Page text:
The Prevalence of Diabetes Mellitus and Routine Hemoglobin A1c Screening in Elective Total Joint Arthroplasty Patients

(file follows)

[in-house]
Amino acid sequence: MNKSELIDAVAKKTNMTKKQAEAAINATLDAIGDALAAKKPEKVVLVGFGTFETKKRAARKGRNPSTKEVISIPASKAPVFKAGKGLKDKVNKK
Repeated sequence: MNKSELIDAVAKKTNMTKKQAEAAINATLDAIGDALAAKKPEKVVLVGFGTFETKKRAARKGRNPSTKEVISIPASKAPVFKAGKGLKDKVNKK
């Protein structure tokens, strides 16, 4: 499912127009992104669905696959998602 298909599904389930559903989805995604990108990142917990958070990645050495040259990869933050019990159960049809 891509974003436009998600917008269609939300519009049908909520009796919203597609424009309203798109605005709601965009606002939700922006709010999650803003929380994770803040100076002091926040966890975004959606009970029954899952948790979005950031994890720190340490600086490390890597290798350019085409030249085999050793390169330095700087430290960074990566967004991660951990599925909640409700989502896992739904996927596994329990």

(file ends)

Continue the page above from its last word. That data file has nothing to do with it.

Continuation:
BACKGROUND:Diabetes mellitus has been associated with significant perioperative complications in joint arthroplasty. In addition, many patients are unaware of their dysglycemic status, and the prevalence of undiagnosed dysglycemia in joint arthroplasty patients is unknown. METHODS:Several years ago, we began routine hemoglobin A1c (HbA1c) level screening in all our patients planning to undergo elective total hip and total knee arthroplasties. We retrospectively reviewed the HbA1c levels in our initial 663 patients. RESULTS:Forty-eight percent of these patients were found to be nondiabetic; 19% percent had a previous history of some level of dysglycemia. Most significantly, over one third, 33.6% of these patients were previously undiagnosed dysglycemic patients; 31% were diagnosed as prediabetic and 2.6% as diabetic. CONCLUSION:Owing to the high prevalence of prediabetic patients who go on to develop diabetes and to the high correlation of poor glucose control with perioperative complications, we feel that it is imperative to identify this large number of previously undiagnosed dysglycemic patients. We recommend the routine screening of all patients planning to undergo major orthopedic procedures. Likewise, we recommend that identified patients be referred for diabetic counseling. We also recommend that patients with markedly elevated HbA1c levels have their elective surgery postponed until better glycemic control can be achieved.